New data since the last review lead the authors of this Cochrane review to conclude, “Acupuncture should be considered a treatment option.”

First, the details.

  • 22 studies of 4419 participants were included in the review.

And, the results.

  • 6 studies (including 2 large studies with 401 and 1715 patients) of acupuncture vs no prophylactic treatment or routine care only reported that after 3 to 4 months, acupuncture was associated with higher response and fewer headaches.
  • The only study with long-term follow-up reported no evidence that acupuncture’s effects dissipated up to 9 months after cessation of treatment.
  • Pooled data from 14 studies of “true” acupuncture vs a variety of sham interventions showed no statistically significant benefit with true acupuncture.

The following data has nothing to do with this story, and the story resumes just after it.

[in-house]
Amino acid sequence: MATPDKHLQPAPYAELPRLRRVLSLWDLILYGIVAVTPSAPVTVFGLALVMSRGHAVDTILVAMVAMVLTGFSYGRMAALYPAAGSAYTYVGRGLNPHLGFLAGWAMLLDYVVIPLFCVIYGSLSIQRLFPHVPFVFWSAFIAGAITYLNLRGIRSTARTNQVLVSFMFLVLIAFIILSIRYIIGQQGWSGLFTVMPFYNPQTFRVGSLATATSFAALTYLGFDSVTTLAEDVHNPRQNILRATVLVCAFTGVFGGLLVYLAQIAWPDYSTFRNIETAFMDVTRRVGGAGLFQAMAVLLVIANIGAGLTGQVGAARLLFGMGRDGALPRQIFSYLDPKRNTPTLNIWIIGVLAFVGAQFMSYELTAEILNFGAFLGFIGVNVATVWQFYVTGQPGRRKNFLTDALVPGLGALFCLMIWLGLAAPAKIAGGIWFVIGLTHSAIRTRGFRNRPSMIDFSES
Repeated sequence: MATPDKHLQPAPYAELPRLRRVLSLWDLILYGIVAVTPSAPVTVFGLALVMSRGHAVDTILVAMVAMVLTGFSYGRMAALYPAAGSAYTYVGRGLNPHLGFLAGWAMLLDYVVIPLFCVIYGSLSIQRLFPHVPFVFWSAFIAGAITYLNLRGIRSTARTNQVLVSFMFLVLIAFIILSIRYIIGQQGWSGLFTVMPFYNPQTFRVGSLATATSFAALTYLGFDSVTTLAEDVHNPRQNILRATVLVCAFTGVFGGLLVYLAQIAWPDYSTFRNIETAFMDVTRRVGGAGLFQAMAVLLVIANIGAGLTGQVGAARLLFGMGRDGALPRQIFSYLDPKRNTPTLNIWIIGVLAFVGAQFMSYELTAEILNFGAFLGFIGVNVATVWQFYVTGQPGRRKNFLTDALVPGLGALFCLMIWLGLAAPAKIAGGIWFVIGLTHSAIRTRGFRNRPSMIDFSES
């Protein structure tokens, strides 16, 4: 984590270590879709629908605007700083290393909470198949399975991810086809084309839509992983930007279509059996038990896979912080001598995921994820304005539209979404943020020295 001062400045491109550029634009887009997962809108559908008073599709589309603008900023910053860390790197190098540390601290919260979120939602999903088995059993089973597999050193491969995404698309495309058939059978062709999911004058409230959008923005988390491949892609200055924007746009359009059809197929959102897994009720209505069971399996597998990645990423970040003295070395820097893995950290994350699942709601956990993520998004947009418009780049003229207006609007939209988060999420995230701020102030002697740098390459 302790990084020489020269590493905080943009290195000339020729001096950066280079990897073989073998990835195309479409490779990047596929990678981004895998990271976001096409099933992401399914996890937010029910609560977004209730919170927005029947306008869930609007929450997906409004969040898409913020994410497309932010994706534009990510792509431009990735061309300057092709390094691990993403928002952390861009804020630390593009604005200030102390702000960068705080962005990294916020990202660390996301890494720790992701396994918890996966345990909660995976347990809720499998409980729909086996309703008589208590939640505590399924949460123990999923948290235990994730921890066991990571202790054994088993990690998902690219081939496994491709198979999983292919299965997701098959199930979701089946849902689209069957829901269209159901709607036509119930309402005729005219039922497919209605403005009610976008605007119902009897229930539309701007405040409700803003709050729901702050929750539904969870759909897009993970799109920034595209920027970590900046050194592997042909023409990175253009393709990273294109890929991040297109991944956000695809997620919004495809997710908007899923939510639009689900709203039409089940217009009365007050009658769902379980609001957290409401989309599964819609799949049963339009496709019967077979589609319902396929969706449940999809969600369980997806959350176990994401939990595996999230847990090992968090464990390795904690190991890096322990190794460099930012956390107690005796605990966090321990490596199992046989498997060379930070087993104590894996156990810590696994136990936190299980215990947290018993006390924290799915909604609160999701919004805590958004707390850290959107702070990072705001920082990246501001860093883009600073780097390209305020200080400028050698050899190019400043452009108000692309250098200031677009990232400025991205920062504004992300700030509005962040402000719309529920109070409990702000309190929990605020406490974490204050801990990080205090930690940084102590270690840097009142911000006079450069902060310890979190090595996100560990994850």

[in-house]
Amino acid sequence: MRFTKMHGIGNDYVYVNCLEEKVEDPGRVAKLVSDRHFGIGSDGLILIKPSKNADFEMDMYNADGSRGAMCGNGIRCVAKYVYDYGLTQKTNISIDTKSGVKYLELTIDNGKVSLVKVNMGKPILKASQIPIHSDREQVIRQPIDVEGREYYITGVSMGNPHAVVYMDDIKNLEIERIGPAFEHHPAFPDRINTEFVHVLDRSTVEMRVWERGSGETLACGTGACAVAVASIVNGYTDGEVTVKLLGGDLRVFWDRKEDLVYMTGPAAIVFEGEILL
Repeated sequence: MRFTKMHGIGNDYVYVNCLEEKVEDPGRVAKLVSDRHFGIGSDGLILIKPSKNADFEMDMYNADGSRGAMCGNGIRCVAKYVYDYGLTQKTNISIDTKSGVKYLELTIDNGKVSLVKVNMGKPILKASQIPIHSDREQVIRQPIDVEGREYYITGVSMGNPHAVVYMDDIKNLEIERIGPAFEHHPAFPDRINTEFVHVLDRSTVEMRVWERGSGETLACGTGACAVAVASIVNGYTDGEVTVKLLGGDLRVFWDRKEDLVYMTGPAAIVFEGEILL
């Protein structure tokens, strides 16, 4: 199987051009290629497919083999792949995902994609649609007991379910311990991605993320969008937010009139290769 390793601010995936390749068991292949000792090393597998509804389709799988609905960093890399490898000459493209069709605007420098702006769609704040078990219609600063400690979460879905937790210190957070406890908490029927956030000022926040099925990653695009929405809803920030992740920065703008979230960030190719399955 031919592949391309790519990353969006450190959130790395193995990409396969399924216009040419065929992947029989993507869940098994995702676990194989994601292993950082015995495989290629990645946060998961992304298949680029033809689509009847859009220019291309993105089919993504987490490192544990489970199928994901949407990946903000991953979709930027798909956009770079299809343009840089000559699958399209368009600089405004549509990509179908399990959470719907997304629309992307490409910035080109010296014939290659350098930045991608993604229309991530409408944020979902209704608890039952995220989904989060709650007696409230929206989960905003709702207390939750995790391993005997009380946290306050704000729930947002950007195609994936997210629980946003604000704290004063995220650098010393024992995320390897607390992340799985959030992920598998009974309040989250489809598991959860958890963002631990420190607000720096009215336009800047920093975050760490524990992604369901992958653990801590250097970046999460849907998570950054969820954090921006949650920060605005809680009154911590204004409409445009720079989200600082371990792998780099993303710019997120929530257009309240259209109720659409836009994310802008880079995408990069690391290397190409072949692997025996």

• 4 studies of acupuncture vs proven prophylactic drug treatment reported slightly better outcomes and fewer side effects with acupuncture.
  • 2 small low-quality studies of acupuncture vs relaxation (alone or combined with massage) could not be interpreted reliably.

The bottom line?
The authors concluded, “Available studies suggest that acupuncture is at least as effective as, or possibly more effective than, prophylactic drug treatment, and has fewer adverse effects.”

But does it matter where the needles are placed? How do you explain the lack of difference in response to acupuncture and sham acupuncture? This issue seems to come up repeatedly, as discussed here.

1/23/09 21:48 JR

Hi, I’m JR

John Russo, Jr., PharmD, is president of The MedCom Resource, Inc. Previously, he was senior vice president of medical communications at, a complementary and alternative medicine website.